When told by God of his imminent death, Moses reacts petulantly. Part of his reaction may be discounted as self-serving. After all, Moses does not want to die. He wants to lead the people Israel to their destination: Israel. But part of his reaction is a noble sense of concern for the often-obstinate people he leads. Moses feared that with his demise the Israelites would become like sheep without a shepherd (Numbers 27:17). Rabbi Abraham Menahem ben Jacob Rapoport – a sixteenth century Italian commentator – addresses the implication of this concern (Minhah Belulah, ad loc.).
Rabbi Rapoport explains that one errant animal can easily lead astray the entire flock. One animal sets off on a mistaken course and, like the sheep they are, all the others would follow instinctively. In order to prevent the wayward movement of sheep, the flock requires a shepherd who will keep them to the right direction. By analogy, Moses argues that the Israelites require a leader who will not go astray but a good shepherd who can guide the flock home. In other words, the Israelites need Moses. Accordingly, Moses argues that he deserves a reprieve for the sake of the greater good of his flock.
Moses’ argument seems compelling. As Carl van Doren once said: “The race of men, while sheep in credulity, are wolves in conformity.” People are willing to believe almost anything and follow popular trends, eagerly and sometimes ravenously following fads. The people Israel are no different. Jews throughout history have bought into the trends of society that seem much more attractive than the teachings of Torah. As Dennis Prager has aptly observed in contemporary times: “Few American Jews take Judaism seriously because they already have a deep and passionate commitment to another religion – liberalism.” Jews have embraced the ideas and ideals of modern, Western, democratic society even when they may conflict with the teachings of Torah.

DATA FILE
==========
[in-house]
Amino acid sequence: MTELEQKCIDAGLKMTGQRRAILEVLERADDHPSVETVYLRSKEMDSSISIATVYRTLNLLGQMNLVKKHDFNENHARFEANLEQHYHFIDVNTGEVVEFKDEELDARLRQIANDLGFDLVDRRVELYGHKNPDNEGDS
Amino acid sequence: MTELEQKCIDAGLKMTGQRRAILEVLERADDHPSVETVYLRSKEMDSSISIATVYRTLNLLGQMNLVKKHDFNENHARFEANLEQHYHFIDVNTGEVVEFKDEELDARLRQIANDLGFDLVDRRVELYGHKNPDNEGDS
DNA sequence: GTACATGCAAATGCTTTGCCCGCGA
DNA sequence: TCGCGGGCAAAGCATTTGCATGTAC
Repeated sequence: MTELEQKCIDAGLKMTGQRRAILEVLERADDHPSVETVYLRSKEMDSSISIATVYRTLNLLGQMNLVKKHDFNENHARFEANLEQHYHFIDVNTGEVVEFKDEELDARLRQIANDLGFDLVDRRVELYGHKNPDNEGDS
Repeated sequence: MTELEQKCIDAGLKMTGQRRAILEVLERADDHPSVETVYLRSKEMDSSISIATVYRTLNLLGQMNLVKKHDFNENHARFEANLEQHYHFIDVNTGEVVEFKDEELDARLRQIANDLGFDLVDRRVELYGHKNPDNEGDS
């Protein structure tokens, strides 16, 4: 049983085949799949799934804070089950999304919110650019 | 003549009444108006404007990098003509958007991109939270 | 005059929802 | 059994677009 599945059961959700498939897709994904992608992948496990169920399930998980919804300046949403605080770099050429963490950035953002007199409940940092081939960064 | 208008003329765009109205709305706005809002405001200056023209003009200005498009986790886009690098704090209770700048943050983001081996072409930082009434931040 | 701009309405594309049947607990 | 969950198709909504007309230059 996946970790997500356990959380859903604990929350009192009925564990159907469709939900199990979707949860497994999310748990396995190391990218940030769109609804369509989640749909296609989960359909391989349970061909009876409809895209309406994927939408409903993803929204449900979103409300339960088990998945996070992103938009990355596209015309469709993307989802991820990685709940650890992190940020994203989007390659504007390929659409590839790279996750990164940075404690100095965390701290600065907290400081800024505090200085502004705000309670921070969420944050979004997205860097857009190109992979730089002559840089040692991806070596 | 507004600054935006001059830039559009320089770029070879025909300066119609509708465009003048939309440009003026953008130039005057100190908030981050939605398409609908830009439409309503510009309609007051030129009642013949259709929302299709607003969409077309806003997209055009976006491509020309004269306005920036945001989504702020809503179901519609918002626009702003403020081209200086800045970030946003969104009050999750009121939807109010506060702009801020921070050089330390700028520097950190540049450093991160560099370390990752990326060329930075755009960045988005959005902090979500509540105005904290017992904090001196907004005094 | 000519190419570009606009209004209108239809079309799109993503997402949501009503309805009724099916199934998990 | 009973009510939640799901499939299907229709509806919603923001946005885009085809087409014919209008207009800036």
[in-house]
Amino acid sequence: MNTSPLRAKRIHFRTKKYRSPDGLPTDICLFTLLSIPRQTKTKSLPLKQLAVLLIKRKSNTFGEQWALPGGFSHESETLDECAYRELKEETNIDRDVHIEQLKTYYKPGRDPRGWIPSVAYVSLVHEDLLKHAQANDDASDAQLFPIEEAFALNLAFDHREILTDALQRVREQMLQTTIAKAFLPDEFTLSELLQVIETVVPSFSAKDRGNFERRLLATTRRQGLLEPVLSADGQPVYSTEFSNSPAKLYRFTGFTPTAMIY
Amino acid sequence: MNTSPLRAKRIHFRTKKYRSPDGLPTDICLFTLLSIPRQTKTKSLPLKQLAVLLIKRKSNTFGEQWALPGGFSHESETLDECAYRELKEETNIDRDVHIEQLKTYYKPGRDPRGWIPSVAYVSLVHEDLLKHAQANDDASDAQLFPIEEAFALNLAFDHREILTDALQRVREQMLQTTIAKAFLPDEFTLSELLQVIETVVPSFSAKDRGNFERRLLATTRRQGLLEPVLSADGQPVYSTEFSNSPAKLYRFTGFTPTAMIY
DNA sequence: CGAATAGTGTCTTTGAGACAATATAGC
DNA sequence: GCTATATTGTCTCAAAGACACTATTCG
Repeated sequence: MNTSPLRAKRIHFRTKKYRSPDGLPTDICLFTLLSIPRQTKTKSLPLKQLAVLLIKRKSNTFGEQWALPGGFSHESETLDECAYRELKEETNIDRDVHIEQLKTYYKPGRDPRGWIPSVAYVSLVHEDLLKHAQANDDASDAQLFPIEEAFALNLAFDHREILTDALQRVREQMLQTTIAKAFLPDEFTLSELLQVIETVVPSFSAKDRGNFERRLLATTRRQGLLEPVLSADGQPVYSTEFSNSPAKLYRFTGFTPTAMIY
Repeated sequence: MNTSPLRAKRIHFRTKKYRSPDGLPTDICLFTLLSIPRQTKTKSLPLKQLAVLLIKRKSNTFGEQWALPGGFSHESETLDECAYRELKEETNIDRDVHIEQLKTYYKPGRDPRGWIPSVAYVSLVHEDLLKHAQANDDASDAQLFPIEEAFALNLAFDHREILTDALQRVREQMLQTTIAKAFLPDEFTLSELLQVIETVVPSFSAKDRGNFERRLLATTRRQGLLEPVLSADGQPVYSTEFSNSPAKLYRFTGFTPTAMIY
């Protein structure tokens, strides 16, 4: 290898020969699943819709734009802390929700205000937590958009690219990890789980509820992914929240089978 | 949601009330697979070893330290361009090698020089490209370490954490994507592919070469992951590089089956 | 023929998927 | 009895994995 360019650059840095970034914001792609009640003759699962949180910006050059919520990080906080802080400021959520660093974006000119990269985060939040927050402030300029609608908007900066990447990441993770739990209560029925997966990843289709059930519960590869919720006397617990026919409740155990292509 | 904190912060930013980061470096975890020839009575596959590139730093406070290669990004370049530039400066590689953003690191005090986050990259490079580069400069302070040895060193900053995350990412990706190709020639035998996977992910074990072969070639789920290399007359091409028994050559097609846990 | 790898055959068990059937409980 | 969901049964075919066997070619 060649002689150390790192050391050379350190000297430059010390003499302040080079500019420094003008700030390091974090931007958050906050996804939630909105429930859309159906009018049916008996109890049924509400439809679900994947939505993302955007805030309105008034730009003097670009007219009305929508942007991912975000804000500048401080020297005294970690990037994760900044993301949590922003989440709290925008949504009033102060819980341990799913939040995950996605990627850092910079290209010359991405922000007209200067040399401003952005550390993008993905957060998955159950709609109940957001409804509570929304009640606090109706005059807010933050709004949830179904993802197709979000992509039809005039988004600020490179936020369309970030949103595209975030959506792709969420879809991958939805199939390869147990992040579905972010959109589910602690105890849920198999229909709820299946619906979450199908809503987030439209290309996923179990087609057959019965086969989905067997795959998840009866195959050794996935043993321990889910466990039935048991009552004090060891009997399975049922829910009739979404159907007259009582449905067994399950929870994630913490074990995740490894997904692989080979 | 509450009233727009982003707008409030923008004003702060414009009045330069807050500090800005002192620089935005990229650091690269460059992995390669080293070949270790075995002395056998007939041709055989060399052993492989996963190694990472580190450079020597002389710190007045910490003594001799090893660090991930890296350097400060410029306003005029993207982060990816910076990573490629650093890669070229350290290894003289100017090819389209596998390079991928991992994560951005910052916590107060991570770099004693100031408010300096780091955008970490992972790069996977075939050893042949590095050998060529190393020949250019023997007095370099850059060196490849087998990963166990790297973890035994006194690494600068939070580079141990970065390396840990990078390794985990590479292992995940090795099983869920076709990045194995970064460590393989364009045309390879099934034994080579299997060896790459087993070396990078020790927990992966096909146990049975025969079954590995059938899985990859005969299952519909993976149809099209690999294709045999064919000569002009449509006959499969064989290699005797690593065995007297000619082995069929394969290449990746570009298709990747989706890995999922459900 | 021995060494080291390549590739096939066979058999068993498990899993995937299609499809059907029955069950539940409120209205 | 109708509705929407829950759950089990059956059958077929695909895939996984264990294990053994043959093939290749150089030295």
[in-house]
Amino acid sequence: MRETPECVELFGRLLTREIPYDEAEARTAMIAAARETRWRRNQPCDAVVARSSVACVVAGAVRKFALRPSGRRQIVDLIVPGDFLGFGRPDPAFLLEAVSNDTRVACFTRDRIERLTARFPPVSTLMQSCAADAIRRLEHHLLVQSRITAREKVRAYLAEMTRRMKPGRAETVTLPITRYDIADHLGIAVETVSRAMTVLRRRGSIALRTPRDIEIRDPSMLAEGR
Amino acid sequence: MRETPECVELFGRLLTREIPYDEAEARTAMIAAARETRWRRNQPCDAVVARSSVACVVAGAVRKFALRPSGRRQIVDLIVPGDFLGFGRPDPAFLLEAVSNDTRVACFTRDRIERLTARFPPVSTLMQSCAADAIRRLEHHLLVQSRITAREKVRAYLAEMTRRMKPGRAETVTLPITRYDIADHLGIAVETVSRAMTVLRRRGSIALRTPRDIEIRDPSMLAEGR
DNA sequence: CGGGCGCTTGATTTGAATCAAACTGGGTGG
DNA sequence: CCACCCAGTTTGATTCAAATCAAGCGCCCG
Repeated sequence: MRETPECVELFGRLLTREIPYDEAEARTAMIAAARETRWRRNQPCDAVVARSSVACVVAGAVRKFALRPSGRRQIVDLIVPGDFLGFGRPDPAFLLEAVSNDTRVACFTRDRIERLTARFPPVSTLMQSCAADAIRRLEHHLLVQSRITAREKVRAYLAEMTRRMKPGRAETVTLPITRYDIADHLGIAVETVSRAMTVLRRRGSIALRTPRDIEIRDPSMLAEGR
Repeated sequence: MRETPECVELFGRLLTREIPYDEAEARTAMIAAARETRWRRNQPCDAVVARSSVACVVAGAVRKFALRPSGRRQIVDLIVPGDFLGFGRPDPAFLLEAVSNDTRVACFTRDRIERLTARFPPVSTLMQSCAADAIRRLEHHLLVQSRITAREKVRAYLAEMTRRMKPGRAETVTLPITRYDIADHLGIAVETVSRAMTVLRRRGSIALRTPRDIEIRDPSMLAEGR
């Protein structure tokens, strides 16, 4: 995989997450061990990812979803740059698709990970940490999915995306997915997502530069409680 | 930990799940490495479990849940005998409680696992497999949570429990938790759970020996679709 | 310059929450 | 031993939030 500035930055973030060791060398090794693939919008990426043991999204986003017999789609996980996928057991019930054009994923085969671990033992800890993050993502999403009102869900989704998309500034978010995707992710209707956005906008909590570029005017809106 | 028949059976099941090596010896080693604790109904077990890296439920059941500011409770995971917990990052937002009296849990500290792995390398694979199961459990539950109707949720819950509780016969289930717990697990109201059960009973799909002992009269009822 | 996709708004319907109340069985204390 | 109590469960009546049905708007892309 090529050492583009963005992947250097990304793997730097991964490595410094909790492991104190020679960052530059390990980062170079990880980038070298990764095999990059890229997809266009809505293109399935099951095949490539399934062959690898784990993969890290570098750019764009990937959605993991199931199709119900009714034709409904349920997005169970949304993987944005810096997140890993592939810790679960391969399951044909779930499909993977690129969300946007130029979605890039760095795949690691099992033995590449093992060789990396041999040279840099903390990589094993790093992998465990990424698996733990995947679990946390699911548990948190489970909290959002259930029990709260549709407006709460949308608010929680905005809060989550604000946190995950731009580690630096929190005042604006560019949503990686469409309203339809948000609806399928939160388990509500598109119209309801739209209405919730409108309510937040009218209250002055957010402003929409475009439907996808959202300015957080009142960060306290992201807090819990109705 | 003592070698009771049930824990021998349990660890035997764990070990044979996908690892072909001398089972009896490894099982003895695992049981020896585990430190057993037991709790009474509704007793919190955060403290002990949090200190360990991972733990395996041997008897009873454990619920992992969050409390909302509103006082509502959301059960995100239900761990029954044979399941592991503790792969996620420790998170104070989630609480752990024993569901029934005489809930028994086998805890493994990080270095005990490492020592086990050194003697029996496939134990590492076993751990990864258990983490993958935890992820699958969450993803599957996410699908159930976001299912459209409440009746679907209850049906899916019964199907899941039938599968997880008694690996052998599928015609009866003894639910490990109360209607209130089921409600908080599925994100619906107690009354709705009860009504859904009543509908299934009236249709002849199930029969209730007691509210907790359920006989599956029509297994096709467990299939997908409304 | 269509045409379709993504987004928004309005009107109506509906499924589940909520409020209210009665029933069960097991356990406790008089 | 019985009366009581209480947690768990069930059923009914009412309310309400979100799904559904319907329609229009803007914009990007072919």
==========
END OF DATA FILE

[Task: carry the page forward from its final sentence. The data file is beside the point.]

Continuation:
Yet despite the cogency of Moses’ argument, God insists that Moses will not continue. Joshua will be appointed in his place. And since Joshua is imbued with the same spirit as Moses (Numbers 27:18), he will follow the proper course. In the end, it is not the leader that matters, but the commitment of the leader to the right direction that counts most.